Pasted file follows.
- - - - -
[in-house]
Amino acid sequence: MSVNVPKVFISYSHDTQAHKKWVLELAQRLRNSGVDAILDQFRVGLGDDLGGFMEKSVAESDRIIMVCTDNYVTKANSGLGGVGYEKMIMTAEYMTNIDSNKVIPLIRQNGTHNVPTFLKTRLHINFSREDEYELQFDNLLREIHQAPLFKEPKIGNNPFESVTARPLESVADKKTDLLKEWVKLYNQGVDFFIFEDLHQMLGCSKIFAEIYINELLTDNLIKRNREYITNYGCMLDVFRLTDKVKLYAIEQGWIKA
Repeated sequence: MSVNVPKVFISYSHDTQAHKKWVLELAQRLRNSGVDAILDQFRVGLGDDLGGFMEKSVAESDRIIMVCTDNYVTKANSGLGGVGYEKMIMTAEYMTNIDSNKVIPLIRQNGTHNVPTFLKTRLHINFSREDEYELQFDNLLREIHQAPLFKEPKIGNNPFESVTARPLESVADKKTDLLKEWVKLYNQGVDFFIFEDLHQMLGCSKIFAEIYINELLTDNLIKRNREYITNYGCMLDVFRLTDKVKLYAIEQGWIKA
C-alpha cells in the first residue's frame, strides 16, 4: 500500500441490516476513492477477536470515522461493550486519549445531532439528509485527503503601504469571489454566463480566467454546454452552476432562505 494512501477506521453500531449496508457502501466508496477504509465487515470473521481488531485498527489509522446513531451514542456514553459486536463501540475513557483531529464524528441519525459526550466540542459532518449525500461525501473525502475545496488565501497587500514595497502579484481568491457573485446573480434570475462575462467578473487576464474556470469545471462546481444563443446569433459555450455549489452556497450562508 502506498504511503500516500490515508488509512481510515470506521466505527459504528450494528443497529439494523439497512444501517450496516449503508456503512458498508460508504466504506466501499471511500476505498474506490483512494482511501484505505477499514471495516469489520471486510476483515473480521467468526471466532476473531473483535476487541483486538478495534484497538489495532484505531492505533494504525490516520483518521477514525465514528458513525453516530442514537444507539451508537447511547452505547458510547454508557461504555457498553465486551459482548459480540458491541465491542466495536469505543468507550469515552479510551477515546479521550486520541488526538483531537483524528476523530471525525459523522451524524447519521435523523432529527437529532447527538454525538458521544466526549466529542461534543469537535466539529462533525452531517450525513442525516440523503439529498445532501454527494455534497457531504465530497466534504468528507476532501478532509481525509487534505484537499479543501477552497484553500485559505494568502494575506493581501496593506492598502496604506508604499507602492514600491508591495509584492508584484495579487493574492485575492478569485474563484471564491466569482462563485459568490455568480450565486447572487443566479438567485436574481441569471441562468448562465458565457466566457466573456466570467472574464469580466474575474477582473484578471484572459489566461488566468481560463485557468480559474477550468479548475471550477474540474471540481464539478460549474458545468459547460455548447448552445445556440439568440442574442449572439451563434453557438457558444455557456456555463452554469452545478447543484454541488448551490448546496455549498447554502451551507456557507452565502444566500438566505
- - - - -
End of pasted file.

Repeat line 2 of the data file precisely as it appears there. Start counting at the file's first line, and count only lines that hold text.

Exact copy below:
Amino acid sequence: MSVNVPKVFISYSHDTQAHKKWVLELAQRLRNSGVDAILDQFRVGLGDDLGGFMEKSVAESDRIIMVCTDNYVTKANSGLGGVGYEKMIMTAEYMTNIDSNKVIPLIRQNGTHNVPTFLKTRLHINFSREDEYELQFDNLLREIHQAPLFKEPKIGNNPFESVTARPLESVADKKTDLLKEWVKLYNQGVDFFIFEDLHQMLGCSKIFAEIYINELLTDNLIKRNREYITNYGCMLDVFRLTDKVKLYAIEQGWIKA